After a Dry February (sigh), Drought Looms on Central Valley Farms

Farmers, used to water shortages, prepare for bad news

Sasha Khokha/KQED

Pistachio trees on a drip irrigation system. Drip systems can dramatically reduce water loss from evaporation.

UPDATE: Despite snow closing Interstate 5 over the Grapevine Pass on Monday, state snow surveyors returned from the Sierra today with more forlorn figures. The third snowpack measurement of the season showed water content in the accumulated snow at just 30% of the average for this date and 26% of the average for April 1, typically when the snowpack reaches its peak for the season.

Even though more snow is on the way, as I explain in my radio story for The California Report, Central Valley farmers are getting ready to face a fourth dry year in the last five.

I visited with Fresno County farmer Ryan Ferguson in his pistachio orchard near the Lemoore Naval Air station, to ask him how he’s coping with the news that he may get just 30% of the water he’s asking for from the canals of the federal Central Valley Project.

Despite the carry-over in the state’s reservoirs from last year’s healthy snowpack, this year is looking bleak, and water managers have to plan conservatively. That particularly impacts farmers like Ferguson, who’s land is part of the Westlands Water District, which relies entirely on federal Bureau of Reclamation for surface water.

Even though they are politically powerful, and control some of the nation’s wealthiest farms, Westlands growers are low on the totem pole when it comes to water rights. That, coupled with pumping restrictions to protect endangered fish in the Delta, means they’re unlikely to get their full allocation of federal water. In 2009, Westlands farmers got ten percent and fallowed thousands of acres. With last year’s bountiful snowpack, they got 80%.

The capricious weather means farmers like Ferguson can get whipsawed back and forth. “It makes it really difficult to plan,” he told me.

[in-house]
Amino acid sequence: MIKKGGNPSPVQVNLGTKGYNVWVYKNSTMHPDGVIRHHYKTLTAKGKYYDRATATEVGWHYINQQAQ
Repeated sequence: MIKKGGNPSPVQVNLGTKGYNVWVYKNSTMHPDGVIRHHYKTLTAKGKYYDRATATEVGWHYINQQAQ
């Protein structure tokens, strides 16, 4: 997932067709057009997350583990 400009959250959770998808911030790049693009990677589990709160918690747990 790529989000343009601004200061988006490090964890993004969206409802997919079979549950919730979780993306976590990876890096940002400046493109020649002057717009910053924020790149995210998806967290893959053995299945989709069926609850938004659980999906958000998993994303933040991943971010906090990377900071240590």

Sasha Khkha/KQED

Ryan Ferguson uses his iPhone to check the soil moisture in his Fresno County fields.

“You can’t gear up to farm 100% of your ranch one year, and 50% the next year. It makes it difficult to plan how much equipment to buy, even to decide whether we can put in more drip irrigation.”

Ferguson is part of a generation of young farmers that’s getting its start during some intensive years of drought. He’s invested in water-saving technology, including drip irrigation he can monitor from his iPhone.

One thing Ferguson’s likely to do this year: pump groundwater with his new million-dollar well. That well water comes at a far steeper price than what he buys from the feds, because he’s got to pay for electricity to power the well and bring the water to the surface. The groundwater here is salty and has to be cleaned up before it can be used on crops, which also requires expensive filtration.

But the biggest uncertainty is how much groundwater is left in the aquifer under these farms, or how quickly it could get sucked dry, especially if lots of farmers turn on their wells this summer.

  • Anonymous

    Westlands Ag interests knew full well when they signed contracts with Reclamation that it would be a very rare year in which they would get 100% of their so-called allocation.  That is a maximum amount and the contracts make it clear that deliveries will frequently be less due to hydrological conditions (low precipitation) or legal considerations (for example, releases needed for a healthy fishery — commercial fishermen need work also you know).  So, when Ag folks plant crops like trees that need water year in and year out they are taking a gamble that they darn well knew was a gamble.

    Eventually more folks will come to the realization that a big step towards solving California’s water problem will require retirement of some of the toxic, selenium (and other chemicals) tainted lands, most of which are in the Westlands area.  Retirement of about 1 million acres (out of a total of about 25 million devoted to Ag in California) would result in there being freed up enough water to adequately take care of Delta needs and have left over for the growing population in urban Southern Californa.  The owners of the land that should be retired would be paid fair market value for their land, and the cost to do that would be far less that the $15 billion or more that it estimated for the unneeded Peripheral Canal.